According to urban dictionary and urban legend alike, Calvin University is not fun. We have top-notch professors, an award-winning lecture series and a student dance showcase that packs out our 1,100-seat auditorium. But we’re not always proud of it and rarely do things we’re not expected to.
We also have the facilities expected of top institutions: an Olympic-sized pool, a rock wall, labs for researching things that haven’t been studied before, monitors outside of classrooms that show when they’re in use, even pianos in most buildings (often multiple of them). Though these often translate into an overall good college experience, Calvin wasn’t designed to engineer unusually memorable experiences.
According to Scientific American, the way our spaces are arranged can impact how we feel and act in them.
An art history class taught me that cathedrals were tall and pointed to direct attention heavenward and make churchgoers feel small. A psychology class taught me that cities intentionally make spaces uncomfortable with spikes or dividers on surfaces to discourage people without housing from sleeping on them. I also learned that people are more likely to litter in places where they see trash on the ground.
Chip and Dan Heath’s 2017 book The Power of Moments argues that the experiences we have in spaces are more significant than the aesthetic value of the spaces themselves. When we can engineer a physical space to make people’s lives a little bit more fun and unexpected, that’s where the magic happens.
Rather than the Four Seasons Resort nestled at the pinnacle of luxury and cost, one of the highest-rated hotels in Los Angeles is the Magic Castle Hotel, a converted condo complex with mostly bare walls but excellent customer service. It offers free magic shows during breakfast, free laundry, free snacks and the popsicle hotline: a phone by the pool where guests can order a popsicle to be delivered, for free, on a silver platter moments later.
The Magic Castle may not be as manicured as the Four Seasons, but looking back on it, those unexpected moments brought people more joy than high thread-count sheets or chandeliers with thousands of crystals.
According to the Heath brothers, you’ll remember a mediocre day with a few fantastic and a few unpleasant moments more fondly than you would a consistently good day with no particularly high or low moments. Our memory is not a perfect average of all of the good and bad things: it’s more like a sum of the extreme ones. Despite this, the hospitality industry focuses on mitigating as many unpleasant moments as possible, rather than making a few of them as perfect as they can.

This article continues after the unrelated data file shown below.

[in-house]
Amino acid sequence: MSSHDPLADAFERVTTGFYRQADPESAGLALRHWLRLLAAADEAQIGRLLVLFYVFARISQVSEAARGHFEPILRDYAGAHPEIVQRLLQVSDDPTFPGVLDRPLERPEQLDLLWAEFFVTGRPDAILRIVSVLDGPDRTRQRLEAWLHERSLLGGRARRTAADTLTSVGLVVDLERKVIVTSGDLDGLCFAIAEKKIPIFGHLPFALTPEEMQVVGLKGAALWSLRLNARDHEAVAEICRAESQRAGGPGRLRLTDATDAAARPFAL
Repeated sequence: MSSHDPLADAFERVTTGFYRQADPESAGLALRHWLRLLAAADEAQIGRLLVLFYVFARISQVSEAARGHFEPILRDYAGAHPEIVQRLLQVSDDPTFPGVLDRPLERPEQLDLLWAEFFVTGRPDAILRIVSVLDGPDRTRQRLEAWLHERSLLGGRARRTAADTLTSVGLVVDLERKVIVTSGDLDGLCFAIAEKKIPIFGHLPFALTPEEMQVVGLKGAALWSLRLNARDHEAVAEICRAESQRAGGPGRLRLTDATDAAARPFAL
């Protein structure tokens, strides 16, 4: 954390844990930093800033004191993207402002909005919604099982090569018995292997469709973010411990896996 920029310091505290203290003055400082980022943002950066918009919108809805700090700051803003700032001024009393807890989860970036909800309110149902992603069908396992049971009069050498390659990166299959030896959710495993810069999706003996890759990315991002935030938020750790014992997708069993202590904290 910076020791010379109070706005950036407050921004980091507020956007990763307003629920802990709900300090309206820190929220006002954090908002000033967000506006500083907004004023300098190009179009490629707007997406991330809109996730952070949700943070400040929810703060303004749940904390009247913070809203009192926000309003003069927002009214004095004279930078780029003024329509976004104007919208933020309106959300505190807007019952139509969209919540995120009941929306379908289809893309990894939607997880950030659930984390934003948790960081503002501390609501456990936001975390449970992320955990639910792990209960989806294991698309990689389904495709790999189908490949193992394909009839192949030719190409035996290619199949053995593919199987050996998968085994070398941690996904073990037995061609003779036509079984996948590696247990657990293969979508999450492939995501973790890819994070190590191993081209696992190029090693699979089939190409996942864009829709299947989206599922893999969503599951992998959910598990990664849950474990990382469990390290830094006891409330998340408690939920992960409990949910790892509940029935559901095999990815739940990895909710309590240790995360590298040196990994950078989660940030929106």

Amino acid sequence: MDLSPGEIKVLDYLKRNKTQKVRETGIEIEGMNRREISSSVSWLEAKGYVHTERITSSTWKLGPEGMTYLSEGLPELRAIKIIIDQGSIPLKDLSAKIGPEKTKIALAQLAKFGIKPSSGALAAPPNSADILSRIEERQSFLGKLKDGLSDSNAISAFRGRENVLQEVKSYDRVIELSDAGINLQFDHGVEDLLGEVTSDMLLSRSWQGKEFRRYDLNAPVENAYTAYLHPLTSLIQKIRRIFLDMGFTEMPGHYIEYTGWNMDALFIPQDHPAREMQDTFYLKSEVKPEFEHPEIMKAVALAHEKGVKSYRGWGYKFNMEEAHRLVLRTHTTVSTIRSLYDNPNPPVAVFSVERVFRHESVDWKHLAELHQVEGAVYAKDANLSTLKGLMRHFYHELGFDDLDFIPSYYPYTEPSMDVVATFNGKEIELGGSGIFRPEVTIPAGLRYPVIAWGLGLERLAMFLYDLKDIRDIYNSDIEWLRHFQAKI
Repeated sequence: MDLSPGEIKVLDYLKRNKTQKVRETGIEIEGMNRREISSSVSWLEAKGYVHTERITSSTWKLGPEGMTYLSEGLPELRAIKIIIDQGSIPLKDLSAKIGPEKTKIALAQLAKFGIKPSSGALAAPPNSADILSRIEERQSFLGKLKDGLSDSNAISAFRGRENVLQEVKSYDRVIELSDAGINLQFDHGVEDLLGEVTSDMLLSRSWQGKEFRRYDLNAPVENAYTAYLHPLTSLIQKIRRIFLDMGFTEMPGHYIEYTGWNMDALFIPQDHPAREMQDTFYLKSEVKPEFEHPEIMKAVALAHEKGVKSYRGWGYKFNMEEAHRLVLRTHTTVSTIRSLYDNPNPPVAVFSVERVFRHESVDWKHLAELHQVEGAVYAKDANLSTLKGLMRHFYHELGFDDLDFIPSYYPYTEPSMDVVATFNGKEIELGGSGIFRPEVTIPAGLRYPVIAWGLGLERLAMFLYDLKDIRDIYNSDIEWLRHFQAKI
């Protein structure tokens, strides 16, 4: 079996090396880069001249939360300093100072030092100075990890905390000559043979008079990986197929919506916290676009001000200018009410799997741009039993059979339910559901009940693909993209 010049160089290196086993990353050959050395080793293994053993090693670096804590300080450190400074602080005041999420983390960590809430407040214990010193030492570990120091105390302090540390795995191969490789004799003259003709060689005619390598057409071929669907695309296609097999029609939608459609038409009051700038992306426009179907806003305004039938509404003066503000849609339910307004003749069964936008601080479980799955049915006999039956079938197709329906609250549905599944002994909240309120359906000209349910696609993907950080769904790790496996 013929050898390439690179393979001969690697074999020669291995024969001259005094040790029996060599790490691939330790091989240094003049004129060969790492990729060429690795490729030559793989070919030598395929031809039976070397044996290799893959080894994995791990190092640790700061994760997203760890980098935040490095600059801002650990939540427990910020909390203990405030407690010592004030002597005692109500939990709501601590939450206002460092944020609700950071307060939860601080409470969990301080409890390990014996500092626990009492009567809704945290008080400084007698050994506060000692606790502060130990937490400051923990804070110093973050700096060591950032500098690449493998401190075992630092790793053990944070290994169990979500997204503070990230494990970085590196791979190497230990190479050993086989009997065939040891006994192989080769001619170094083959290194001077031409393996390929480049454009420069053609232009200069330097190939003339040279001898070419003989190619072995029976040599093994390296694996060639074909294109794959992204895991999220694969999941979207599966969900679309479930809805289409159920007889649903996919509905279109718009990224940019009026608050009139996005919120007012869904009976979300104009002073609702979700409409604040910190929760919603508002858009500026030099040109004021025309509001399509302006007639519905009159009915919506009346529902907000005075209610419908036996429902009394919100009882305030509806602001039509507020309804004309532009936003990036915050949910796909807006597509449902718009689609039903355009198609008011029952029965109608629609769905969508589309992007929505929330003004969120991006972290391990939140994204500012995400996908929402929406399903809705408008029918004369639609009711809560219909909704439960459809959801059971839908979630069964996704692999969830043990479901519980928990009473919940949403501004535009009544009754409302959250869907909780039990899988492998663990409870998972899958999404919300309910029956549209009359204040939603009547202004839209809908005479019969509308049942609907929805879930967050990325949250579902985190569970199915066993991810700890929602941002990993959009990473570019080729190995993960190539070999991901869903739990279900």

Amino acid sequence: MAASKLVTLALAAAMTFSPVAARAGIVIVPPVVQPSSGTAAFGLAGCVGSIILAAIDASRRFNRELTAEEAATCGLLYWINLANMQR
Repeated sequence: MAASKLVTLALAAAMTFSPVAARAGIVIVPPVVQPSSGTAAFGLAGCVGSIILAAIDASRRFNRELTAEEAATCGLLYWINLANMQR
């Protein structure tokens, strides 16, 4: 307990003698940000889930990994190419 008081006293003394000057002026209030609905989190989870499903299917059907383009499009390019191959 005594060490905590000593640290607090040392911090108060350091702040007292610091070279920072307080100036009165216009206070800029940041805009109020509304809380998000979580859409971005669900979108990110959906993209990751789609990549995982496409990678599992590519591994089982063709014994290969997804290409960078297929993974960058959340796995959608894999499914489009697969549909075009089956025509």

So, when I found myself as student body president of Calvin University at the beginning of the pandemic, I was out to create those unexpected peak moments for students.
You don’t expect to find swings in the library in the same way that you don’t expect to receive an invitation to scream on the lawn for ten minutes straight or for a group of students to run into a classroom singing, blasting music and doing cartwheels in the middle of a lecture. That’s why we chose to do all of those things.
One grey November afternoon, I sat in the library with a first-year student from Amsterdam who had big ideas and the idealism that he could make them happen, the latter I was losing after being told “no” one too many times. He told me about playful architecture back home in The Netherlands. We complained about the lack of play built into our own campus for about five minutes before dreaming up and sketching out swings in the library, rainbow crosswalks, murals on the sides of buildings and in the underground tunnels connecting academic buildings. By March, the swings had been installed and the tunnel murals were underway.
Then, about 12 weeks into the semester when spring break was canceled, graduation was moved, student organizations were cut, professors were laid off, majors were eliminated, students were upset and I wasn’t able to fix any of it, I just wanted to scream out loud for a good ten minutes.
Suddenly one afternoon, the idea came to me. I created a graphic advertising Calvin University’s first ten-minute primal scream on the lawn. Fifteen moments before the event, I was so excited when I saw that three girls I didn’t even know drove back to campus to scream with me. At 10:00 p.m. that night, my recorder and I were joined by at least five portable speakers, multiple pots and pans borrowed from dorm kitchens, one megaphone and nearly 100 masked but screaming students. Those were the best ten minutes of my presidency.
Due to the pandemic, people weren’t getting coffee with their professors and we found ourselves with about 300 extra Peet’s Coffee gift cards by the end of the year. Someone on my Student Senate team suggested ambushing classes and giving them out to students who came to class, as attendance was severely down near the end of the spring semester.
So, joined by our college chaplain, we donned wigs and dress-up clothes we found in the basement after a quick spray of Lysol to kill any viruses or small insects living inside. We ran into classrooms mid-lecture singing along to music blasting on a portable speaker to give away every single gift card. Once, we sang, “thanks for coming to class” to the tune of the birthday song. As someone with little regard for social norms and a gift for screaming and cartwheels, I was doing what I was made to do.
I have since graduated from Calvin University and despite my initial grumblings, I have had some of the most fun as well as formative years of my life. Through Student Senate, listening to my own frustrations or following the lead of idealistic young people, we’ve been able to make it a little more unexpected for ourselves, and, hopefully, those who will come after. I hope they’ll have as much humility to be changed by the institution as they do courage to change it.